FAA, do not fly drones over hurricane Matthew ravaged areas.

FAA Part 107

It should go without saying that aerial sightseeing by drone over a disaster area is a really foolish thing to do. Trying to sell the footage to news outlets is only something Part 107 / 333 fliers can perform. They would stand to lose their licences without correct permissions in place.

I know dear sUAS reader that I am preaching to the converted, just stay out of the way unless officially sanctioned.embreyriddlefleet2

This image might interest readers here, Embry-Riddle evacuating their fleet.

As a result of Hurricane Matthew, there will likely be significant recovery efforts and the FAA may issue flight restrictions in the vicinity of disaster areas. During response operations to Hurricane Matthew, authorised aircraft may be flying at very low altitudes over affected areas.

Unauthorised UAS or drone operations may prevent other aircraft from performing life-saving missions and increase the risk of mid-air collision. Anyone, including hobbyist or recreational fliers, who interferes with disaster response efforts is subject to civil penalties of up to $32,140 per violation and possible criminal prosecution.

Unmanned aircraft system (UAS) or drone operators are responsible for checking applicable flight restrictions before operating and must not interfere with any aircraft assisting in hurricane disaster response operations, regardless if there is a flight restriction in place or not.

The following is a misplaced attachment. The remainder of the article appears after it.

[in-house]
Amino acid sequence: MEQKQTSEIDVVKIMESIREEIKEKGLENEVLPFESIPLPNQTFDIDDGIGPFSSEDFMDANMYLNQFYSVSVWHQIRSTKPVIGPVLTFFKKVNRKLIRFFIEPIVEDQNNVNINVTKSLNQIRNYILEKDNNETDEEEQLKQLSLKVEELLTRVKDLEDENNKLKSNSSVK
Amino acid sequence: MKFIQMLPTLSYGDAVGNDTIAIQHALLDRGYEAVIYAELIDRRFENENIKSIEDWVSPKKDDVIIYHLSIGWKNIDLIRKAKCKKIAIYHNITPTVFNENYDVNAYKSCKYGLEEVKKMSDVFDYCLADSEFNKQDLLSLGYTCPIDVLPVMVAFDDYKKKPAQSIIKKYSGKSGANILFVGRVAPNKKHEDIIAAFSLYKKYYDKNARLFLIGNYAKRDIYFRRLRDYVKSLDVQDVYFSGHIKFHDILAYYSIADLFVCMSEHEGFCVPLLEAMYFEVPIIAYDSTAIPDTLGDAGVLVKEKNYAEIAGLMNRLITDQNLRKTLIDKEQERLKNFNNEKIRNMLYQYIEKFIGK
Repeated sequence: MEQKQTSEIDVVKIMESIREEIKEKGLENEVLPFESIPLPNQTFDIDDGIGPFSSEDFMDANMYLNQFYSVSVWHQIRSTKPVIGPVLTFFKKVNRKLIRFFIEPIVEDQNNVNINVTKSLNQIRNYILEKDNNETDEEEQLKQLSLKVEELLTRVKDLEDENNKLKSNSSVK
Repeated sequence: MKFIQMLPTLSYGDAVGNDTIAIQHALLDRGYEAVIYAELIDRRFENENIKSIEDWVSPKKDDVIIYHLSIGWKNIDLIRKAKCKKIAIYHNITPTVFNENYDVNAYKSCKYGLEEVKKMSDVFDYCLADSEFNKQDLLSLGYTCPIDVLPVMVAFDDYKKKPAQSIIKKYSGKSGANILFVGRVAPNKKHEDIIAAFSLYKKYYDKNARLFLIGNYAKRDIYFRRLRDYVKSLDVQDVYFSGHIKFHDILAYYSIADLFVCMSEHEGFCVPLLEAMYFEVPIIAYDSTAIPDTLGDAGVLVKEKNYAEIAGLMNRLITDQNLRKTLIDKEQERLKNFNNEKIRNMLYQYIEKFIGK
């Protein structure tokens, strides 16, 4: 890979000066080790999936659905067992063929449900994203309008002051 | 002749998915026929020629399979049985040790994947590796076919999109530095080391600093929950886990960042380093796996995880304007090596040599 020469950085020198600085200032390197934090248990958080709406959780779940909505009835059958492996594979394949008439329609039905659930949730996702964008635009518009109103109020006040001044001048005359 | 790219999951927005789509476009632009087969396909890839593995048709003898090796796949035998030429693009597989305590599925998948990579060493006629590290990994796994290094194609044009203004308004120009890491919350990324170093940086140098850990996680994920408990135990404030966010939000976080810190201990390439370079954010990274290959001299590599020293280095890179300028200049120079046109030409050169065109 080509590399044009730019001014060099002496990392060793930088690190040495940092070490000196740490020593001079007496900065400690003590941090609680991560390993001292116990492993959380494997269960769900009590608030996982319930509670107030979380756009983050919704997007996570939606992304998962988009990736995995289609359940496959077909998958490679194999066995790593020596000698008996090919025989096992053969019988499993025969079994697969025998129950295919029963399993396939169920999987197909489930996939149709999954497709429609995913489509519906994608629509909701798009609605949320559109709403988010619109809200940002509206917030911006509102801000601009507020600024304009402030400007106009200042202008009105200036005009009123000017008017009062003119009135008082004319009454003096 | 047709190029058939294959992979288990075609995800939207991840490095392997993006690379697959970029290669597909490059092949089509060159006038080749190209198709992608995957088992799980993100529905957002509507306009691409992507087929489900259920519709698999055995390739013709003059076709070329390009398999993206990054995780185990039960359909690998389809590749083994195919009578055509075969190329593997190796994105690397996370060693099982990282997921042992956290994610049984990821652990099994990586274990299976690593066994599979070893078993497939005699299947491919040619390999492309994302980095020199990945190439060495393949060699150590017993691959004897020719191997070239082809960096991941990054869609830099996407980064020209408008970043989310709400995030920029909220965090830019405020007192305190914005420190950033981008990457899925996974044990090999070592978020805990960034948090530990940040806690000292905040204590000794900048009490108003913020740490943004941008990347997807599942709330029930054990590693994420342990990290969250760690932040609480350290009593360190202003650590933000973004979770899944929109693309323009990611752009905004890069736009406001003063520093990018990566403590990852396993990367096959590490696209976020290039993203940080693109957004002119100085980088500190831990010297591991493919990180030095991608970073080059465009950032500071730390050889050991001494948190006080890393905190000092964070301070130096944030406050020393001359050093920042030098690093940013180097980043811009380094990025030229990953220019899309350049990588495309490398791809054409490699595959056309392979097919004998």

Drone operators may obtain information about posted flight restrictions by using the FAA’s B4UFLY mobile app or by checking the FAA’s website: https://pilotweb.nas.faa.gov/PilotWeb/.

UAS or drone operators supporting disaster response operations must be approved by the Federal Aviation Administration (FAA) prior to operating. Operators may seek approval by following these steps:

  1. The operator must secure support from a governmental entity, and the operation must directly contribute to the response, relief, or recovery effort.
  2. After completing step 1, the operator must contact the FAA’s Systems Operations Support Center (SOSC) at 202-267-8276 for assistance.
  3. After calling the SOSC, the operator must also send the request via email to [email protected].

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